twice the size of a common post horo, had seen. I was surrounded by them, over which was thrown a white piece and a present, a present,' echoed from of linen that completely enveloped the. all quarters, before they would allow body. The horn of the emir's wise me to look at their temple. One more was of gold, enriched with precious violent than the rest threw dust in the stones.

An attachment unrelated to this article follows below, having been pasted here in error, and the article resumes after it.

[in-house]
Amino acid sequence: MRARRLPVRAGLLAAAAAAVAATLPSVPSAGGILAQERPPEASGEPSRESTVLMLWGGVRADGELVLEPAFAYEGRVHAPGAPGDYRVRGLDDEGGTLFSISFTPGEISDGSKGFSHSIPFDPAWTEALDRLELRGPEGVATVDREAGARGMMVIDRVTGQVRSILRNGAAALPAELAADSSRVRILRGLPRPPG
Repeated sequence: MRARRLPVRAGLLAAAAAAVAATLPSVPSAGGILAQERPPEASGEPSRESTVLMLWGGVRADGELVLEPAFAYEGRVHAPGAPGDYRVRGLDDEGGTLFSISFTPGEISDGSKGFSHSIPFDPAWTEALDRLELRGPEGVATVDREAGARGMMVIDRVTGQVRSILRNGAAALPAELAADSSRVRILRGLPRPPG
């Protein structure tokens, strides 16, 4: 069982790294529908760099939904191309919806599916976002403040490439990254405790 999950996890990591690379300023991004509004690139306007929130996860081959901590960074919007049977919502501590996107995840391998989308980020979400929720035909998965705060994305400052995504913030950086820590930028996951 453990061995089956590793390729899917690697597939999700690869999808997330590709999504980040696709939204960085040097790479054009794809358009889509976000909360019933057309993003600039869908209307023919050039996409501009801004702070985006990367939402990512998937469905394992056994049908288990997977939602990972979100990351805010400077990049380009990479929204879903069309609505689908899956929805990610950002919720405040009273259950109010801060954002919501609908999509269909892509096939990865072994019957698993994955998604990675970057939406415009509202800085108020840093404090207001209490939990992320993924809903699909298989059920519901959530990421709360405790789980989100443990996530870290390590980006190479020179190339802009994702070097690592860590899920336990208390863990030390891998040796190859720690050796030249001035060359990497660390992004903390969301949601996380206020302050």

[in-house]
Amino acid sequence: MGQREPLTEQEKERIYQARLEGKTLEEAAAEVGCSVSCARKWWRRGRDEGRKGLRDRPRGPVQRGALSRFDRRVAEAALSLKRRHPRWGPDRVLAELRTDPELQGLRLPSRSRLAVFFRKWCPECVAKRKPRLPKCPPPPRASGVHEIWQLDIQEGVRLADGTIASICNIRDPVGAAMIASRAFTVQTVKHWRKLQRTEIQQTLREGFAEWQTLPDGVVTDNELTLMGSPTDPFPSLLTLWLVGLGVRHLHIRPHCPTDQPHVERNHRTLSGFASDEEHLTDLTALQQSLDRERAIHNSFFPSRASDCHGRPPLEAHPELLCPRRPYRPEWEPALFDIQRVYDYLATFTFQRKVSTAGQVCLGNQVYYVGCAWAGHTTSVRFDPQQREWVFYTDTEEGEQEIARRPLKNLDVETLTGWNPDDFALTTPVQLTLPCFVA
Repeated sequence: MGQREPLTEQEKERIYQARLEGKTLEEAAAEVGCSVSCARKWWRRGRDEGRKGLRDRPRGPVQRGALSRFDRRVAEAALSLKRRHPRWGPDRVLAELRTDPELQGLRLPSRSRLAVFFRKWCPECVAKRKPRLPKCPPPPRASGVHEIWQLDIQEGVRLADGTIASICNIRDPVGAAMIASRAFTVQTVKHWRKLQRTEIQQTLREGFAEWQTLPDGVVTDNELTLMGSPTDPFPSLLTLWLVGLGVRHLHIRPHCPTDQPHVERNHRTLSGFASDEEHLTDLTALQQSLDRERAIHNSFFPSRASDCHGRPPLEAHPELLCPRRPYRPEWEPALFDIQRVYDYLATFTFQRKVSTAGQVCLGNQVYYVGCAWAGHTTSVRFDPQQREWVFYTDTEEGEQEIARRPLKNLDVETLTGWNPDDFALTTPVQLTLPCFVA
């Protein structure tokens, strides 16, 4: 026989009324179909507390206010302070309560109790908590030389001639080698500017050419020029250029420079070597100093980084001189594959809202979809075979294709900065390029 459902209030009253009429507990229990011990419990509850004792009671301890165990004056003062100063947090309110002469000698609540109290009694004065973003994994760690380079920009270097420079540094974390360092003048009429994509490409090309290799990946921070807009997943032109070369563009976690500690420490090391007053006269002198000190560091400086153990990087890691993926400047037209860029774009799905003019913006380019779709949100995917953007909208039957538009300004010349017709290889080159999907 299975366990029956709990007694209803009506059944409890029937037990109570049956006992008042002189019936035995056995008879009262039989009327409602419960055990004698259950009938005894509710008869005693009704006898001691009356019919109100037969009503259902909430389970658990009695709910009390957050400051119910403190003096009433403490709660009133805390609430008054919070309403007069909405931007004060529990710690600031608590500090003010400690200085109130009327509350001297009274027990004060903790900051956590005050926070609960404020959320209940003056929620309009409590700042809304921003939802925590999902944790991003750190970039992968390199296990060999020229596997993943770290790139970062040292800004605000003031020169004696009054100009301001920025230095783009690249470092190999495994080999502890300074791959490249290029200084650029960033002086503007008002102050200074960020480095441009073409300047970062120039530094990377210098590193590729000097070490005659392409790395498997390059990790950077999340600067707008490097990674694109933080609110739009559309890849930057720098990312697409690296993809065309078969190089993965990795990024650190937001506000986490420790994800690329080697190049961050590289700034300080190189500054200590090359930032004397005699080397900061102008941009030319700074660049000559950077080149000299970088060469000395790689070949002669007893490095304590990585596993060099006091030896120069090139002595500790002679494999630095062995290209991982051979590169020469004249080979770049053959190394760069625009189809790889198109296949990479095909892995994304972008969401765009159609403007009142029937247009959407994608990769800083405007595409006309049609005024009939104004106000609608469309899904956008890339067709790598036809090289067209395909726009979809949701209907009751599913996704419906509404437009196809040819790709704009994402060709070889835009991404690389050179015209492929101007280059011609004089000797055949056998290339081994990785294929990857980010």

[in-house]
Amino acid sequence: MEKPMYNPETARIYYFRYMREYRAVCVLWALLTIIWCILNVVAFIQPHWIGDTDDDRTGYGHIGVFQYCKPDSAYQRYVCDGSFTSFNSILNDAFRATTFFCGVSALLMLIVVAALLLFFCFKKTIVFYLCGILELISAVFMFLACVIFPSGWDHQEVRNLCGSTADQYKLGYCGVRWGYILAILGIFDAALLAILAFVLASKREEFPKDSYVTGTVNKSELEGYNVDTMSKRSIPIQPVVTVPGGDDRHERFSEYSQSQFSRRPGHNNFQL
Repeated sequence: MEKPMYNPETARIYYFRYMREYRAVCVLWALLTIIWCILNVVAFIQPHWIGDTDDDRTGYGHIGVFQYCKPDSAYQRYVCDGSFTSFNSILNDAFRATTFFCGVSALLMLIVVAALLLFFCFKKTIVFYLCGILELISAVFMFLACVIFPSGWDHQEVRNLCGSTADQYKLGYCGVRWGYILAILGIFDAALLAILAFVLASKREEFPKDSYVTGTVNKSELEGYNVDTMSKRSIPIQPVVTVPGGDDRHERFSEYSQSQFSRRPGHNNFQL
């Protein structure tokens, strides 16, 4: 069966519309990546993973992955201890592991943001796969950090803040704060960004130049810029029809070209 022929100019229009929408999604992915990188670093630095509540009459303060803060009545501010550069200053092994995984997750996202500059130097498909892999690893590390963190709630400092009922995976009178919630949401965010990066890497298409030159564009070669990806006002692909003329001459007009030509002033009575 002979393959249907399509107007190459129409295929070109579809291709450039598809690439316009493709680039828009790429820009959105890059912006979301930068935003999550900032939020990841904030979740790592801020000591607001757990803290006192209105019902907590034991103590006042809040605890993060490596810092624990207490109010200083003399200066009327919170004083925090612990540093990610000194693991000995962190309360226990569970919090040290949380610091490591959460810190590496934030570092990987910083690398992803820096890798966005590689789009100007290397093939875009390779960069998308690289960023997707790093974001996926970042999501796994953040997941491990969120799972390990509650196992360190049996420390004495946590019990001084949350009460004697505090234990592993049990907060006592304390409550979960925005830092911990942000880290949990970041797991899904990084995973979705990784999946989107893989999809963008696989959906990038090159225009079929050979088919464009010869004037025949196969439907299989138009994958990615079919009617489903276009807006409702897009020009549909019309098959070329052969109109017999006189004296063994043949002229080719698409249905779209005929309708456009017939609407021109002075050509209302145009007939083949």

air, the signal both of rage and defiance, · But after having spoken of their ran for his sbield, and came towards marks of honour, we may also notice me dancing, howling, and striking the their marks of disgrace. These were shield with the head of his javelin, to many, but the chief of them were the intimidate me. A promise of a present, following: sometimes they condemned however, pacified him.” mea to the employments of women, “ But, perhaps, the greatest insult like the Jewish youth to grind corn in that could be given, apart of bodily isBabylon ; cutting off the beard was ac- jury, was the contempt that was cast oa counted a great insult, and plucking off their mother. Hence the cutting rethe hair was adding cruelty to insult. proach of Saul to his son Jonathan, for To spit in the face of a person was the friendship be had showo to David, also accounted disgraceful, and it is ' “ Thou son of the perverse, rebellious still practised in the East; for Hanway woman, do not I know that thou hast tells us, ibat in the year 1744, when a chosen the son of Jesse to thy own conrebel prisoner was brought before Na- fusion, and unto the confusion of thy dir, Shah's general,“ the soldiers were mother's nakedness? David, likewise, ordered to spit in his face, an indigai- when reproving Joab, bis Dephew, ty,” adds the historian, “ of great anti- uses similar language.-" These men, quity in the East." Clapping the the sons of Zeruiab, be too hard for me." hands, making a wide mouth, pushing And when Abishai, the brotber of Joout the tongue, and hissing, were like- ab, wished to kill Shimei for cursing wise the marks of malignant joy and David, the king replied, " What have I contempt. Accordingly Job says, to do with you, ye sons of Zerujah ?" “ Men sball clap their hands at him, which Zeruiab was David's lull sister ; and shall biss him out of his place.” but it is not difficult to explain the oriAnd Jeremiah mentions clapping their gin of tbis tenderness for a mother's hands, hissing, wagging their heads, character, and desire to resent any afand gnashing their teeth, as the tokens front that is cast upon her. It is owiog whereby the inhabitants of Jerusalem to polygamy, where the children of the showed their hatred. Whilst Isaiah same family became naturally more at: says of Israel, “ Against whom make tached to her, and to each other; and ye a wide mouth and draw out the it is to the same source that we have tongue ?"--We formerly noticed the the names of the mothers of the kings conduct of Shimei to David, in throw- of Israel so frequently mentioned. It ing dust in the air, and may now add, distinguished them from the other chilthat the Jews insulted Paul, many cen- dren of the kings by their other wives, turies aster, in a similar manner : “ for and served to ascertain their descent it is said of them, that "they gave him and propinquity.-But marks of disaudience unto this word, and then lift- grace were not confined to the living ; ed up their voices and said, Away with they often extended even to the dead, by such a fellow from the earth—and they refusing them the rights of sepulture, cried out, and cast off their clothes, and or raisiog them after they bad been inthrew dust into the air.” On which terred; or forbidding them to be pubconduct of theirs, the following extract licly lamented; or allowing them to from Captain Light's Travels forms an become the prey of ravenous animals; excellent commentary : “ They (viz. or casting them, like Urijab's, into the the inhabitants of Galabshee, a village graves of the common people ; or burn; on the Nile,) seemed more jealous of ing their bones into lime, as Moab did my appearance among them than any I the king of Edom's.